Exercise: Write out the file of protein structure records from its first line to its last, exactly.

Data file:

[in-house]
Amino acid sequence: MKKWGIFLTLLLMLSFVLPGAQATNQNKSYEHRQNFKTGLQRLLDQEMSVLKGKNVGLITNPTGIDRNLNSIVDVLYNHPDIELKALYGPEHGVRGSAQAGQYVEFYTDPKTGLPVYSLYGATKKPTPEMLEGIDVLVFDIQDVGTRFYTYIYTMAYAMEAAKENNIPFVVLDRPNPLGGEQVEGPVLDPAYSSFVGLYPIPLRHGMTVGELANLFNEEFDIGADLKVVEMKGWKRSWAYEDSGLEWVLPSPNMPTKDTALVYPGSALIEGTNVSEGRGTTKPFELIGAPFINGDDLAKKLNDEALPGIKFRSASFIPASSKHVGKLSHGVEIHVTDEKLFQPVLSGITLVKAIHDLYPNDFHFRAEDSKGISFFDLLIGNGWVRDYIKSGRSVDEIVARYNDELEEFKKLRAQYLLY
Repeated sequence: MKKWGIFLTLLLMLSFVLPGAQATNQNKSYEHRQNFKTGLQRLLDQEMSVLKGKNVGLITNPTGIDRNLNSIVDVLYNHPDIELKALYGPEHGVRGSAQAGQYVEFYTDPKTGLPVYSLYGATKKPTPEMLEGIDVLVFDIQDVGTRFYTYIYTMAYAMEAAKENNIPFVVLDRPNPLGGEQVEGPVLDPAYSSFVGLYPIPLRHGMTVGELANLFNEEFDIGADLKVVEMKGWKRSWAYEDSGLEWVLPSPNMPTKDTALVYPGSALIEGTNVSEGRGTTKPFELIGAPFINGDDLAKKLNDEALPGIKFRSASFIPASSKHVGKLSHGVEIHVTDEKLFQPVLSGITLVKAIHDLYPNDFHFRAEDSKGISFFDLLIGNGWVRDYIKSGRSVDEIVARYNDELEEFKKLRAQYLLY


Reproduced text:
[in-house]
Amino acid sequence: MKKWGIFLTLLLMLSFVLPGAQATNQNKSYEHRQNFKTGLQRLLDQEMSVLKGKNVGLITNPTGIDRNLNSIVDVLYNHPDIELKALYGPEHGVRGSAQAGQYVEFYTDPKTGLPVYSLYGATKKPTPEMLEGIDVLVFDIQDVGTRFYTYIYTMAYAMEAAKENNIPFVVLDRPNPLGGEQVEGPVLDPAYSSFVGLYPIPLRHGMTVGELANLFNEEFDIGADLKVVEMKGWKRSWAYEDSGLEWVLPSPNMPTKDTALVYPGSALIEGTNVSEGRGTTKPFELIGAPFINGDDLAKKLNDEALPGIKFRSASFIPASSKHVGKLSHGVEIHVTDEKLFQPVLSGITLVKAIHDLYPNDFHFRAEDSKGISFFDLLIGNGWVRDYIKSGRSVDEIVARYNDELEEFKKLRAQYLLY
Repeated sequence: MKKWGIFLTLLLMLSFVLPGAQATNQNKSYEHRQNFKTGLQRLLDQEMSVLKGKNVGLITNPTGIDRNLNSIVDVLYNHPDIELKALYGPEHGVRGSAQAGQYVEFYTDPKTGLPVYSLYGATKKPTPEMLEGIDVLVFDIQDVGTRFYTYIYTMAYAMEAAKENNIPFVVLDRPNPLGGEQVEGPVLDPAYSSFVGLYPIPLRHGMTVGELANLFNEEFDIGADLKVVEMKGWKRSWAYEDSGLEWVLPSPNMPTKDTALVYPGSALIEGTNVSEGRGTTKPFELIGAPFINGDDLAKKLNDEALPGIKFRSASFIPASSKHVGKLSHGVEIHVTDEKLFQPVLSGITLVKAIHDLYPNDFHFRAEDSKGISFFDLLIGNGWVRDYIKSGRSVDEIVARYNDELEEFKKLRAQYLLY